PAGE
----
What happens if the lawsuit is successful?
If the plaintiff prevails, the state of Florida could be required to pay out billions of dollars in unclaimed property funds to its citizens. If the lawsuit is successful, it could have a significant impact on the state of Florida and its budget. If the court rules that the Disposition of Unclaimed Property Act is unconstitutional, then the state would no longer be able to hold onto unclaimed property funds and would have to return them to their rightful owners. This could result in a loss of revenue for the state, as well as an increase in costs associated with returning the funds to their owners. Additionally, it is possible that other states with similar laws would be impacted by a ruling in favor of the plaintiff, although this is less clear.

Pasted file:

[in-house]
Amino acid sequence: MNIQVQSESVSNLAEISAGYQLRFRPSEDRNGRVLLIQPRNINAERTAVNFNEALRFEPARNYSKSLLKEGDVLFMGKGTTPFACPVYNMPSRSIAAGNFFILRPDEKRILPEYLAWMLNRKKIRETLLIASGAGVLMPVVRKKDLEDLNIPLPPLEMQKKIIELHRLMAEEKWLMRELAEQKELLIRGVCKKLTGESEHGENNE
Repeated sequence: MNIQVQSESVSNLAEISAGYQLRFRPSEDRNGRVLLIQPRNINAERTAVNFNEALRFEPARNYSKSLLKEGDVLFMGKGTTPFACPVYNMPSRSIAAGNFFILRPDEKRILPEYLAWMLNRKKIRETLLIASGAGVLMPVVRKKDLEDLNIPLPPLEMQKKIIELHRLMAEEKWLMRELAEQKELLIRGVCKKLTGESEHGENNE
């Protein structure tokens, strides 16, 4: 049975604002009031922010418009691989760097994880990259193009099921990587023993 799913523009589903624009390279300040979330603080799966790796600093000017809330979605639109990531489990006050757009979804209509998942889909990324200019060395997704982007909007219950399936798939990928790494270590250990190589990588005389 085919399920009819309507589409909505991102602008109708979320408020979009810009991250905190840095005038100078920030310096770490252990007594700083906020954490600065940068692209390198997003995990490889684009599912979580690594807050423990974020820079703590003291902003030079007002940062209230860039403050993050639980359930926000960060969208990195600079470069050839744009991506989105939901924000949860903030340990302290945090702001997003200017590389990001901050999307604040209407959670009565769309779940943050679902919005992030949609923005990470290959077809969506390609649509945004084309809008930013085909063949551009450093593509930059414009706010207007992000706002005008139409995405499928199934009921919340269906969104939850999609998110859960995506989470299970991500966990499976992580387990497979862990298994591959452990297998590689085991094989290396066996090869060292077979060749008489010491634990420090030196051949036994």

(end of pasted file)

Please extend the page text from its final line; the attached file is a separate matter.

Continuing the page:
If the Disposition of Unclaimed Property Act is struck down, there are a few alternatives that the state could pursue. A fund could be created, from which interest could be paid on unclaimed property funds, but it may prove difficult or impossible, depending on the size of the fund, the number of claimants, and the amount of interest owed.
The outcome of this lawsuit will likely be decided based on whether or not the court finds that the Disposition of Unclaimed Property Act is a violation of the Fifth Amendment’s Taking Clause. If the court rules in favor of the plaintiff, it could have a significant impact on Florida and other states with similar laws. However, if the court rules in favor of the state, then the status quo will likely remain unchanged. Either way, this lawsuit is one to watch in the coming months.